says official about coronavirus in the US

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. – The end of the coronavirus pandemic may now be in sight with more good news about vaccine candidates, but for now “this will get worse,” a senior US official said Wednesday.

“We have had a million documented cases in the last week, our rate of increase is higher than even in the summer, we have hospitalizations that increase 25% week after week,” said Admiral Brett Giroir, undersecretary of health in the Department. Health and Human Services, he told CNN. “There are so many more cases that deaths are increasing.”

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It’s what experts have repeatedly warned in recent weeks, as US coronavirus conditions continue to deteriorate across the country: Things will get worse before they get better.

Coronavirus in the US: this is the situation

The number of infections in Massachusetts is eight times the number on Labor Day, and hospitalizations have quadrupled.

Only 6% of Oklahoma ICU beds remain available. In Arkansas, more than 1,000 people could lose their lives in the next five weeks, according to the governor. In Illinois, the virus is now the third leading cause of death behind heart disease and cancer.

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More than 250,000 Americans have died from the virus so far, a death toll higher than in any other country, and another 188,000 are projected to lose their lives in the next three and a half months, according to the University Health Institute. from Washington. As of mid-January, the IHME model predicts that more than 2,100 Americans could be dying daily.

“As you’ve heard so many times before, we know how to fix this,” Giroir told CNN Wednesday night. “This is an absolute adherence to wearing a mask, avoiding crowds, and yes, we can keep the economy open, but we’re going to have to cut back on indoor venues like restaurants and indoor dining.”

Next week will be critical for the coronavirus situation in the US.

How bad things get will also depend on what the Thanksgiving celebrations will be like next week. Health officials and local leaders have warned of the danger of traditional holiday gatherings, saying they will likely help further fuel the rise in cases.

But Americans can make the holidays a turning point by wearing masks and following other safety precautions, the Infectious Diseases Society of America said Wednesday.

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“Virtual meetings are still the safest way to bring friends and family together from distant points. Outdoor environments can reduce the risks of meetings with people outside your home, ”said the group, also highlighting the importance of covering your face.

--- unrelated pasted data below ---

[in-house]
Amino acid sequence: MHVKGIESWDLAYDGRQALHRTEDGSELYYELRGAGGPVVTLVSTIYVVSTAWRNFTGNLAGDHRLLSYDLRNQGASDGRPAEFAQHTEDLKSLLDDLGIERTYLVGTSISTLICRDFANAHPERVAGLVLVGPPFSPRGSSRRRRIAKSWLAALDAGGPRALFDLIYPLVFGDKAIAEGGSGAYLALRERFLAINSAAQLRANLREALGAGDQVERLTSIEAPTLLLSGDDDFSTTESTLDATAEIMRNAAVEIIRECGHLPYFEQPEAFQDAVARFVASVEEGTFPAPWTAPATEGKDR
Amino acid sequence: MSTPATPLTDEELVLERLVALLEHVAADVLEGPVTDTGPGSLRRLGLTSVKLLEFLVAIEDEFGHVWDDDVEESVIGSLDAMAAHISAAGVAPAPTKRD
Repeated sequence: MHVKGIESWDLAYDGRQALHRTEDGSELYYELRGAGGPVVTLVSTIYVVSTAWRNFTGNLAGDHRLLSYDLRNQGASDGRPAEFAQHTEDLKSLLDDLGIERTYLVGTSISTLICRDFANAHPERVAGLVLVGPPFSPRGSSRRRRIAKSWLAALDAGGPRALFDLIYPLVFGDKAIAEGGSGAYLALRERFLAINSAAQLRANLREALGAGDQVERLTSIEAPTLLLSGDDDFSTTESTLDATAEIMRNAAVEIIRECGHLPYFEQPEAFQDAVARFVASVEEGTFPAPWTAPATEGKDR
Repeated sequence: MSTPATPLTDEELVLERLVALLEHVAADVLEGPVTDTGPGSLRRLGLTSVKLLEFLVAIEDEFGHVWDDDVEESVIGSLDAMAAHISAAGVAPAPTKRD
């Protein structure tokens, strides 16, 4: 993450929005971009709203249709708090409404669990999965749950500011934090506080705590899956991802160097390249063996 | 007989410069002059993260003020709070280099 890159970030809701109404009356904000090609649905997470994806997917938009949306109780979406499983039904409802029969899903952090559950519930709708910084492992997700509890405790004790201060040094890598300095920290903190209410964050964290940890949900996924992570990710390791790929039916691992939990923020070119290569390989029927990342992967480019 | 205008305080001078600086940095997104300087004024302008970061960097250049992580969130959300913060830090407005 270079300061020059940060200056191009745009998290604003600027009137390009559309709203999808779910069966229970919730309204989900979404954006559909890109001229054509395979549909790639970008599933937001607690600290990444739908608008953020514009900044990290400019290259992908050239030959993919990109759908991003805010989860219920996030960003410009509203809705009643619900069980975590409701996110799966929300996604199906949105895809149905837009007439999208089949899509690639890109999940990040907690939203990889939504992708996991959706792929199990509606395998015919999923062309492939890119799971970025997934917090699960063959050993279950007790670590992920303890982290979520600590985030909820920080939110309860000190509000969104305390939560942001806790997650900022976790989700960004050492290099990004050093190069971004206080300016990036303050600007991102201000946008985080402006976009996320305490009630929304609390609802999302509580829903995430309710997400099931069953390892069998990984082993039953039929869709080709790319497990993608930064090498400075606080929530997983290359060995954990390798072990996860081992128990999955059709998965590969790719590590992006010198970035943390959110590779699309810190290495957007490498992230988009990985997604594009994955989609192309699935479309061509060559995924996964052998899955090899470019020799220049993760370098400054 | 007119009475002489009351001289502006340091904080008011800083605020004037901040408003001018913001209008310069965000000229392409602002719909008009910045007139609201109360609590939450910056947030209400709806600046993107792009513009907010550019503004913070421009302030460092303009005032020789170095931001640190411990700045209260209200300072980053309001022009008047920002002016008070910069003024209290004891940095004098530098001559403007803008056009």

“We have the resources and the knowledge to stop the spread of this pandemic. Keeping our common cause and shared well-being at the forefront of our Christmas celebrations will make a difference. “

This year, “separation should be the norm,” another expert previously said.

“It’s Covid Thanksgiving,” Dr. William Schaffner, a professor of infectious diseases at Vanderbilt University, said last week. “We do not want to spread the virus while giving thanks.”

New restrictions in the US due to the pandemic

Wisconsin was one of the first states to be hit hard by this round of waves. On Wednesday, Governor Tony Evers announced that he was declaring a new state of emergency and extending the state’s public health emergency through January.

“It’s clear, based on where we are going, that we cannot afford to stop or have a gap in some of the only mitigation efforts that we still have,” he said.

Kentucky Governor Andy Beshear also announced new measures that will take effect on Friday, including limiting social gatherings to a maximum of two people from no more than two households and a ban on indoor service for restaurants and bars. And starting Monday, schools should begin remote classes, the governor said.

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In Minnesota, the governor said the state is at a “tipping point” and announced a four-week setback that will “help prevent more families from losing a loved one and ensure that our hospitals can treat those who become ill. ».

As of Friday, gatherings that include people from more than one household are prohibited, while bars and restaurants will only be able to operate takeout and home delivery services. Gyms, entertainment venues and event spaces will also close.

“As hospitals approach the crisis of turning away new patients, continuing as things are is simply not sustainable,” said Governor Tim Walz. “While these actions pose incredible hardships for many, they are the fastest way to get our finances back, keep our children in school and get back to the activities we love.”